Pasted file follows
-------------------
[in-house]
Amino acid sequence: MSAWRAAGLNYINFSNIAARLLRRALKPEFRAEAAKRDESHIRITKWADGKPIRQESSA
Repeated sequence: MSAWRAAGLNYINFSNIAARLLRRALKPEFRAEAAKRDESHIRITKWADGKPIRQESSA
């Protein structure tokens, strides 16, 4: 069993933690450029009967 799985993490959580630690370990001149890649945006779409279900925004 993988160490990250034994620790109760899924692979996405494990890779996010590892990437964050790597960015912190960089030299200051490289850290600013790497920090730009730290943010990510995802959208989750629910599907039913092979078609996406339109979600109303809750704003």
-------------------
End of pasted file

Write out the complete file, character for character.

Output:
[in-house]
Amino acid sequence: MSAWRAAGLNYINFSNIAARLLRRALKPEFRAEAAKRDESHIRITKWADGKPIRQESSA
Repeated sequence: MSAWRAAGLNYINFSNIAARLLRRALKPEFRAEAAKRDESHIRITKWADGKPIRQESSA
């Protein structure tokens, strides 16, 4: 069993933690450029009967 799985993490959580630690370990001149890649945006779409279900925004 993988160490990250034994620790109760899924692979996405494990890779996010590892990437964050790597960015912190960089030299200051490289850290600013790497920090730009730290943010990510995802959208989750629910599907039913092979078609996406339109979600109303809750704003």